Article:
During the time that the Previous Rebbe was staying in Riga, Latvia, my grandparents were living on the outskirts of the city. In January 1932, in the freeze of the winter, my grandmother went into labor with my mother, and things started to go wrong.She was rushed to the hospital, where the doctors decided that it was necessary to abort the baby in order to save her life.
My grandmother, Frieda Gisha, was unwilling to accept the doctors’ verdict, but fearing for her life, she asked her sister Leah to run to the nearest synagogue and pray for her. She said she would not make any decision until Leah returned.
So, in the middle of the night, Leah, my great-aunt, did just that—like her sister asked, she ran to the nearest synagogue and started praying. She went up to the holy ark, where the Torah scrolls are kept, grabbed onto the curtain and pleaded with G‑d for the life of her sister and her unborn baby.
As she was praying and crying, a woman tapped her on the shoulder. Leah did not know who this woman was—perhaps the cleaning lady or Elijah the prophet—but when this woman said, “Come with me,” she followed her.
Together they went to where the Previous Rebbe was staying at the time and asked for his blessing. They received it in writing, and I still have it—it is a treasured possession in my family. It says: “With the help of G-d, everything will go well. You will give birth to a healthy and living child.”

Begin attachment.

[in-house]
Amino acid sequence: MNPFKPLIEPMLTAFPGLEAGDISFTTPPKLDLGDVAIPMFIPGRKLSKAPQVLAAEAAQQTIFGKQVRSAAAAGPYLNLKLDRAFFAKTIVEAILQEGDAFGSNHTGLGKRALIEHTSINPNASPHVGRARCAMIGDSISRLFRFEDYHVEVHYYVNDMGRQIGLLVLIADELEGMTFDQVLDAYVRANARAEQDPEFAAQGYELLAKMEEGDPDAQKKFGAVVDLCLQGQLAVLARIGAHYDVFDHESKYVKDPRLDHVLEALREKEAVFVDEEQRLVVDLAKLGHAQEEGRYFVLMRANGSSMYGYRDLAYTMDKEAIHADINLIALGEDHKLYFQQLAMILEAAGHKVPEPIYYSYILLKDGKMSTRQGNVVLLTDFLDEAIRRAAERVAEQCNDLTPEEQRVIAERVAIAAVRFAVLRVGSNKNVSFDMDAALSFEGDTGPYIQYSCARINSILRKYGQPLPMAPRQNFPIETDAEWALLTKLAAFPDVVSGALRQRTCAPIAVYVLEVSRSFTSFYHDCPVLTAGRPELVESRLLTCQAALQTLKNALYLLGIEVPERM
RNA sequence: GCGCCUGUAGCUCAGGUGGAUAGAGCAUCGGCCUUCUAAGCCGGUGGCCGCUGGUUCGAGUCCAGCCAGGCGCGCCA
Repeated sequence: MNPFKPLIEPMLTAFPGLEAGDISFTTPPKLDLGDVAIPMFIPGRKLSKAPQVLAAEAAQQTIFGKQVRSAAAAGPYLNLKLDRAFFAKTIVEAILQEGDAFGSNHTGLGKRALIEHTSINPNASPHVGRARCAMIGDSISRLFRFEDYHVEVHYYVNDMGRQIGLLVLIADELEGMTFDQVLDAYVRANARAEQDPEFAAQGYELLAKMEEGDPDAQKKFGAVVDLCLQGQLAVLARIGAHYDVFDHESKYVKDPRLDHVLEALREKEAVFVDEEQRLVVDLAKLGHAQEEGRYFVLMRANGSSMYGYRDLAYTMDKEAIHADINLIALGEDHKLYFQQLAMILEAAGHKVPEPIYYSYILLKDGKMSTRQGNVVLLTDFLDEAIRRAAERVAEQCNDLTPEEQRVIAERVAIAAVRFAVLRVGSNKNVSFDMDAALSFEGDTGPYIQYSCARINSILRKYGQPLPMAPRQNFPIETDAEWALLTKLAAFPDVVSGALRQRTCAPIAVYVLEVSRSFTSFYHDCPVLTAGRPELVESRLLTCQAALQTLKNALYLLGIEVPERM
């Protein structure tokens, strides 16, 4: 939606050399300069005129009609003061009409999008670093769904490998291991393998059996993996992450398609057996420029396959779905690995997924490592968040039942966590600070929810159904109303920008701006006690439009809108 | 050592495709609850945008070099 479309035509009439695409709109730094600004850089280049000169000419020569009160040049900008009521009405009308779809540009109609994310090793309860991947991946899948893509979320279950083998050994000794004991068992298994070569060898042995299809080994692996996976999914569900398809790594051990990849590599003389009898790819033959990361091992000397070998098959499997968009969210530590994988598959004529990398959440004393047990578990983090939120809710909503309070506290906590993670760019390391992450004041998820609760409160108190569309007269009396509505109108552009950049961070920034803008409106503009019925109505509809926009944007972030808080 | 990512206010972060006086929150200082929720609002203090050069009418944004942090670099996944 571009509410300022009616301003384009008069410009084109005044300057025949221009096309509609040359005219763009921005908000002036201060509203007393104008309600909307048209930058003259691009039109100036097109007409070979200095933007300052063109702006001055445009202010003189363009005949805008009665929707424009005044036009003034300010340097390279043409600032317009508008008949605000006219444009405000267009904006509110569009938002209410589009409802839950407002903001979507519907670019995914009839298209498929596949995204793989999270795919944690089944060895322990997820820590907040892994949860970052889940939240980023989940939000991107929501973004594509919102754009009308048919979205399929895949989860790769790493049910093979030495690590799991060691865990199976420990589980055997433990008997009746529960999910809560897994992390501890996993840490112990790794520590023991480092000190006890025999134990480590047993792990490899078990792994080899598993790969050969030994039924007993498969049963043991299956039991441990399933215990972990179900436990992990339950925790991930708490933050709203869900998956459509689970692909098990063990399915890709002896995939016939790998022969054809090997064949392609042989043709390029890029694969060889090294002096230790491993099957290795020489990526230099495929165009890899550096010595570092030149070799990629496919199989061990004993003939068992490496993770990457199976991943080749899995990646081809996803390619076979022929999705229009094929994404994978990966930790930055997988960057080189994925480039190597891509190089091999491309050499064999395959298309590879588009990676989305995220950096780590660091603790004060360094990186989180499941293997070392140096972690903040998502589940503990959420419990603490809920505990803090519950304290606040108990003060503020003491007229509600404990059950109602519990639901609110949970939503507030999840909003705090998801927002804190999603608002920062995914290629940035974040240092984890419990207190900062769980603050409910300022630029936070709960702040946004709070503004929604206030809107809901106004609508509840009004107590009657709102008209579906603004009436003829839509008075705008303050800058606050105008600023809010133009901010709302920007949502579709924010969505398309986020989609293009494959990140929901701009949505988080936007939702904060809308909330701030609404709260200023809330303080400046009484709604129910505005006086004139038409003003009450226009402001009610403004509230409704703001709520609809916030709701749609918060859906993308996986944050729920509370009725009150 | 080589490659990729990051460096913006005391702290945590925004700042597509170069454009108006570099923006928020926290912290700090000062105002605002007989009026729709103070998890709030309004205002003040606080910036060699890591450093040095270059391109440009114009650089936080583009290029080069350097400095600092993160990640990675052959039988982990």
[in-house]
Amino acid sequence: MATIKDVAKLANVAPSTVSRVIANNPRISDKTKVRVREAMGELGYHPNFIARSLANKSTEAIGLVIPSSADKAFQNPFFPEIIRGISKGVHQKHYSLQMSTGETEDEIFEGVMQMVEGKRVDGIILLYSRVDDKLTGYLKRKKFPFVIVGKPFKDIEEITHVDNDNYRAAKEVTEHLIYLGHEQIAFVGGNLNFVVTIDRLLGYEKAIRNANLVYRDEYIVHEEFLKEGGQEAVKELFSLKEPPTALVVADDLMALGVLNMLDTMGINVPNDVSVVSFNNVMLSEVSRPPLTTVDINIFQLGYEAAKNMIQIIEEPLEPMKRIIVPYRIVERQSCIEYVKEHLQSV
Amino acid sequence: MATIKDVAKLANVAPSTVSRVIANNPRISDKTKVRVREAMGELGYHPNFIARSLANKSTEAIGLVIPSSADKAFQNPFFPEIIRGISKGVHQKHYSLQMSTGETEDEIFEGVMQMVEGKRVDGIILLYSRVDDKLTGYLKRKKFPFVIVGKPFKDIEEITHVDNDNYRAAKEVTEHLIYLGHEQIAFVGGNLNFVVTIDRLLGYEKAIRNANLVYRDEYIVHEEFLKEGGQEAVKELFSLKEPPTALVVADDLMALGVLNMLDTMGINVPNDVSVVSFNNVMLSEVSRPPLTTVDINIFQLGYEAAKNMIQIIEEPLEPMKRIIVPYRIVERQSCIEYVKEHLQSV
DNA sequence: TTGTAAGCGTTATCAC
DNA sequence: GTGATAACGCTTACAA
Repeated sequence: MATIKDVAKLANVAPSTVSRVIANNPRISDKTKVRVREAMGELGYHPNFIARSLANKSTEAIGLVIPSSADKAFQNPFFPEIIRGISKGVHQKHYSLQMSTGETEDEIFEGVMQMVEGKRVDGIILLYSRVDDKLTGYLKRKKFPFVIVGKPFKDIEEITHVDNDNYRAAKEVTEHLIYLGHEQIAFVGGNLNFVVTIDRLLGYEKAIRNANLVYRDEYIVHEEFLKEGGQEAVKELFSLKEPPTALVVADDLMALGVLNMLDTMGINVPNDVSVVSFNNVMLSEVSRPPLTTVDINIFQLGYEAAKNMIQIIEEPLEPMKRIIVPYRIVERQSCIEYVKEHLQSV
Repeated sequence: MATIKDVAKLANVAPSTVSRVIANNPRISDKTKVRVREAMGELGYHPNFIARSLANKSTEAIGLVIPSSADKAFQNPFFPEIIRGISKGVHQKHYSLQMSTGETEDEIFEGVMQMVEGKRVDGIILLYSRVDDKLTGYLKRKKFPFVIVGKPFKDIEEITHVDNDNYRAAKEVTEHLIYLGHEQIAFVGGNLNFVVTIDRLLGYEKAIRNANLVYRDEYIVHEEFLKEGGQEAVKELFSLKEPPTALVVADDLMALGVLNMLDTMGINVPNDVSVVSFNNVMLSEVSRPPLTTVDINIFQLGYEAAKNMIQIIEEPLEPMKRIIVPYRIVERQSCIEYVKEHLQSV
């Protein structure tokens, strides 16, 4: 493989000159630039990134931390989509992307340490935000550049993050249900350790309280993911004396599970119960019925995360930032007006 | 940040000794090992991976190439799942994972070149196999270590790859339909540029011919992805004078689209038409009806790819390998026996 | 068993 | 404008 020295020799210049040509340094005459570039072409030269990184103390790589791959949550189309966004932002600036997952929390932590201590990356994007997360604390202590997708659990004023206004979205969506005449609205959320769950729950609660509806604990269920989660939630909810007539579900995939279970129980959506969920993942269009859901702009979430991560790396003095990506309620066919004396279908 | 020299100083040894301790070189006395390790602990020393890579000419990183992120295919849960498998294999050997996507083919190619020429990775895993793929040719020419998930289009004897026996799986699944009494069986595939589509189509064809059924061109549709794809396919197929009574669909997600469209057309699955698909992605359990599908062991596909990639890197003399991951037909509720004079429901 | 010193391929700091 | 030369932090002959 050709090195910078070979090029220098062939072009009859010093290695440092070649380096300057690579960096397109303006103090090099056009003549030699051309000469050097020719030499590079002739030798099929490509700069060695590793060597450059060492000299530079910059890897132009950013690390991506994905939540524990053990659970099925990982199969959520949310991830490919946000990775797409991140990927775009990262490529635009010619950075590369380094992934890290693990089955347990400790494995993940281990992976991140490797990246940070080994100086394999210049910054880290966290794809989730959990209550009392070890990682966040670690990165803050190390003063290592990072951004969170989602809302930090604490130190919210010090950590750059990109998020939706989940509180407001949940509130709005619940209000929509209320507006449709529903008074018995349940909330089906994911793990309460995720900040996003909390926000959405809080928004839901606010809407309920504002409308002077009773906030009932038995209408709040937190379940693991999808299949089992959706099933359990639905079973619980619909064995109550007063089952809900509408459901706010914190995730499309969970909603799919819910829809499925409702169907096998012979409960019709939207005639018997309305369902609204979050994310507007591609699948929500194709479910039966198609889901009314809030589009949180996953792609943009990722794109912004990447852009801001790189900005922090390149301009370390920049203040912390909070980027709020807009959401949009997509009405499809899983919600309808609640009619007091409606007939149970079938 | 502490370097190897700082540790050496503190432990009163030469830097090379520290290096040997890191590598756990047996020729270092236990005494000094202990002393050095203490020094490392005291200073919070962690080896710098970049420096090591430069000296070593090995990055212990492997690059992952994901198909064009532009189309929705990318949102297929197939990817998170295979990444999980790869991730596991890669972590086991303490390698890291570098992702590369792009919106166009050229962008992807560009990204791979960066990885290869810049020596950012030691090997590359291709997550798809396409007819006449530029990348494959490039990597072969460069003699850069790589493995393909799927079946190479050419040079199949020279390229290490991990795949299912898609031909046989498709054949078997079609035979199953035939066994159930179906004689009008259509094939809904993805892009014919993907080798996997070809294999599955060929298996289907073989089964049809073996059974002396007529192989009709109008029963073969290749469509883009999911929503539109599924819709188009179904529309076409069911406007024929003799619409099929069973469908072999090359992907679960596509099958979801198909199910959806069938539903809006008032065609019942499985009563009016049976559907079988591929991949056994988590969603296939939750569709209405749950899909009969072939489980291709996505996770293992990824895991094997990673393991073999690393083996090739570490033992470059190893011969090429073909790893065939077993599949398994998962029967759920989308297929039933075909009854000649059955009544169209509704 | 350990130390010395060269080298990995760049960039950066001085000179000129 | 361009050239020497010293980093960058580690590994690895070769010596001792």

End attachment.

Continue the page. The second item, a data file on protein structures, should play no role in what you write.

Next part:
Leah took this blessing and rushed to the hospital, where she was informed that her sister had just been taken into the delivery room. A short while later, Frieda Gisha gave birth, in a totally normal way, to my mother, Miriam!
Our family has kept the Rebbe’s note for these many years. It is preserved in a safe, and we take it out only when a relative is giving birth so she can take it to the hospital with her. I myself have a copy, and I carry it with me wherever I go.
Two years after my grandmother gave birth to my mother, my grandparents left Latvia and went to live in Eretz Yisrael. It was just in time. The members of my family who stayed behind—fourteen in total—were murdered by the Latvians in the streets. We have eyewitness testimony from those who saw it happen.
Meanwhile, my mother grew up in Israel with an unusual attachment to Chabad. Later on, it was in her house, and with her help, that Rabbi Menashe Althaus started the Chabad Center in Tivon, Israel.